February 25, 2020
Winners of 2020 Science Fair Announced
First place Lindsay Masseth (blue ribbon), second place Verona Casalicchio (red ribbon), third place team Addison Forshaw and Riley Carone (yellow ribbons)
By Donna Alvarez
Celebration night took place at the school board Tuesday night as middle school students and their parents filled the Snowline Joint Unified School District (SJUSD) Boardroom. Charlotte Eckenroth, Coordinator of Snowline’s Science Fair Program in charge of Quality and Learning Support, presented the prestigious awards. Over 30 judges scored the projects and were impressed by the creativity and scientific investigations of students. Eckenroth thanked the parents: “You no doubt supported your children’s passions in many countless ways at home. Also, special thanks to the teachers for going the extra mile this year with the students.” She asked the young scientists to come forward and receive their awards: • Genesis Arauz: “Will It Attract?” • Shayna Bailey: “Prevention, Now or Never” • Taylorvon Bruce: “Killin’ It” •Team - Jacob Brown and Jonathan Buckelew: “Pure to the Taste” •• Third Place Winners: Team - Riley Carone and Addison Forshaw: “Passion to Imagine” •• Second Place Winner: Verona Casalicchio: “How Do Hue Feel?” •Team - Trysta Crimmins and Brookelyn Madole: “Safe in the Sun” • Kace Dyerly: “Salty Water” • Jada Echols: “Make It Rain” Emmalee Excarzaga: “Hands Down Best Learning Around” • Katie Foster: “Busting Rust” • Audrey Galbraith: “PH Stomach Ache” • Agram Gomez: “Musical Mangos” • Sadie Grijalva: “Dancers Have Skills” • Jonathan Jeong: “Music to my Roots” •Kelly Johnson: “Spot that Dot” •Carter Markey: “An Analysis of Which Type of Gas Lasts the Longest” •• First Place Winner: Lindsay Masseth: “Energy in a Bottle” • Jackson Mersman: “Ignorance is Bliss” • Ryan Mickelson: “A League of their Own” •Areyna Mitchell: “Green Eggs and Ham” •Team - Kyle Nickerson and Hunter Way: “Blinded by the Light” • Emily Smith: “Garbage to Garden” • Brynne Staley: “Which Laundry Detergent is Best?” • Ava Steinmann: “Food Waste Not in Good Taste” • Samantha Thurber: “Persuasive Perception”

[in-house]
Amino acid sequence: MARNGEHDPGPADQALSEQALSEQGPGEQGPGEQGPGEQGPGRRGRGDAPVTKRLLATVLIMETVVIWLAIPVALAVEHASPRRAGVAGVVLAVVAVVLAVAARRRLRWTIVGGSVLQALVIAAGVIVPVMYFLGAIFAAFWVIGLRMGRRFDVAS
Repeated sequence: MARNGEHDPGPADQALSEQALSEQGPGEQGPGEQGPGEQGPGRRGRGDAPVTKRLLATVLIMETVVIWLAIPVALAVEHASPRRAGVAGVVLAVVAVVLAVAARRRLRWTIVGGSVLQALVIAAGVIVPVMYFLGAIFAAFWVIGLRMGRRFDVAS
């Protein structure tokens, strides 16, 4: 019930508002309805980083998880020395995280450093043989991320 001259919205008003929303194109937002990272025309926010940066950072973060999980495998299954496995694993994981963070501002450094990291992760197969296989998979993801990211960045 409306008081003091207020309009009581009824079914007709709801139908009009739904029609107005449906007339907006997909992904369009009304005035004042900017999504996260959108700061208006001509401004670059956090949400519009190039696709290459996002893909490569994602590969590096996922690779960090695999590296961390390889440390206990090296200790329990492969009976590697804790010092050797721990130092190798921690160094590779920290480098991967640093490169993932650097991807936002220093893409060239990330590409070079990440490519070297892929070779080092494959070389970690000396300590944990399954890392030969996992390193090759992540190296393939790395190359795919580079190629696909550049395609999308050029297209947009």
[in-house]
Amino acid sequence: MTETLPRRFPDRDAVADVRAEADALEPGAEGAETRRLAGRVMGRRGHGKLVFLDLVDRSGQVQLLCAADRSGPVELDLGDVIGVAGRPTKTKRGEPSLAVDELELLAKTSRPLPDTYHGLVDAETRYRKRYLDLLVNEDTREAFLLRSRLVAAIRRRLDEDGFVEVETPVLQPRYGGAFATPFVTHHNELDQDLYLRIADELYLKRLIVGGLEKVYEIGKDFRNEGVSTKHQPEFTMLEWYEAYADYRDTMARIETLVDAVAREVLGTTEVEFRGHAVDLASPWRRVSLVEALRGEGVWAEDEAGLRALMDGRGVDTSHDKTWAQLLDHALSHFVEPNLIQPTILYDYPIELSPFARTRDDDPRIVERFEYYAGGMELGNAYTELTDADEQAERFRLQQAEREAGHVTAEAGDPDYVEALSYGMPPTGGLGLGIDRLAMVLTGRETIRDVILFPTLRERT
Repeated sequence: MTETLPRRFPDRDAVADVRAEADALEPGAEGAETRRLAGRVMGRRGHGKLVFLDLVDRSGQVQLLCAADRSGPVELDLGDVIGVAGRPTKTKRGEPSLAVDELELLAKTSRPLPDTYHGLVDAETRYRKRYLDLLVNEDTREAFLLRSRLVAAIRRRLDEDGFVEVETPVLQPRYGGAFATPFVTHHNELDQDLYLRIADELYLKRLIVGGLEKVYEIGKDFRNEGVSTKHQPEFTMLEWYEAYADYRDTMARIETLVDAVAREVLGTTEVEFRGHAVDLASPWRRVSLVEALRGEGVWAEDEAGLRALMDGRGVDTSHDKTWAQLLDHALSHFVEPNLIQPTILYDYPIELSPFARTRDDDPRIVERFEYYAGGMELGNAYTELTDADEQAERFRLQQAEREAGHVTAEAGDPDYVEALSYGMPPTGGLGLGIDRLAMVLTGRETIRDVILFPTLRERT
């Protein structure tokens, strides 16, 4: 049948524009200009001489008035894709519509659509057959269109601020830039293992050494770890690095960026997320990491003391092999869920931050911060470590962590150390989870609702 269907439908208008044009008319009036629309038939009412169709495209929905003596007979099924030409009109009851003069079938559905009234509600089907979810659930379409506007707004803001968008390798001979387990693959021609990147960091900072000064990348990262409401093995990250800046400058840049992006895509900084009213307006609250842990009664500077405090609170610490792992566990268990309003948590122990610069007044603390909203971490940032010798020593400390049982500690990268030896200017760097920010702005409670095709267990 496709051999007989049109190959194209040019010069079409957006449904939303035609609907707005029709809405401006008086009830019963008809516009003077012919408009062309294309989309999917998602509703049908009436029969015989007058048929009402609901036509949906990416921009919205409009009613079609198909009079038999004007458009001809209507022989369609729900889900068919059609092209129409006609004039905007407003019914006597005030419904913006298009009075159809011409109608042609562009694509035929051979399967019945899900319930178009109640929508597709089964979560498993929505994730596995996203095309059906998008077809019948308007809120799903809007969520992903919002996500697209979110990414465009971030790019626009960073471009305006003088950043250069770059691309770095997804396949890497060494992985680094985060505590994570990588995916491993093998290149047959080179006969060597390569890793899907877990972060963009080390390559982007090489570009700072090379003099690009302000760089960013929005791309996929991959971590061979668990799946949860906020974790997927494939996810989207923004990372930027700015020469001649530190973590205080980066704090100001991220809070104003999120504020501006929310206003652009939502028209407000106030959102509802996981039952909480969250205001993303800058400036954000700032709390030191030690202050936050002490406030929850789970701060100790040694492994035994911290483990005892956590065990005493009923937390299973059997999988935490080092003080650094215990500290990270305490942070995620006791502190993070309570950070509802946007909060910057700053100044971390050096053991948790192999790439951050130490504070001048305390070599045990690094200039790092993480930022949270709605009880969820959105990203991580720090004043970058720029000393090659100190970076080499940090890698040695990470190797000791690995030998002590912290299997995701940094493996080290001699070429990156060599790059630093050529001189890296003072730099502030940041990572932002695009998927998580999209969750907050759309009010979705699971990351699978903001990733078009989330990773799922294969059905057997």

Ryan Holman, Ed.D. Superintendent Snowline Joint Unified School District
School Opening updates and COVID-19 letter to parents
Each Monday we receive COVID-19 data from the San Bernardino County Department of Public Health. This week’s daily case rate numbers in the Snowline JUSD boundaries went up slightly from the previous week. Our communities remain in the deep purple tier due to the high virus transmission rates. As we continue to prioritize safety, please keep wearing masks, watching your distances, and washing your hands. Together we will reduce the spread and ultimately eliminate the pandemic.
The messages for the day are as follows: • Snowline JUSD Board Meeting – Our next virtual meeting of the Snowline JUSD Board is set for tonight at 6:00 p.m. Please feel free to join us and keep in mind that all such meetings are streamed on our own Snowline JUSD YouTube channel. • Snowline JUSD Young Artist Contest – Our 21st Annual Young Artist Contest has begun. Each year we look to recognize our many outstanding student artists in all grades from preschool to high school. The entry deadline is March 31, so please encourage your children who enjoy creating artwork to participate in this wonderful opportunity.
The California Department of Education encourages school districts to recognize January as National Slavery and Human Trafficking Prevention Month. Recognizing the signs of these horrible crimes is one way to eliminate the victimization of so many people, including millions of children. Protecting our students is always of paramount importance. Together we can do our part to help stop the exploitation of children and young adults. As you know, together truly is better.
Serving Wrightwood, Phelan, Pinon HIlls and West Cajon Valley Since 1961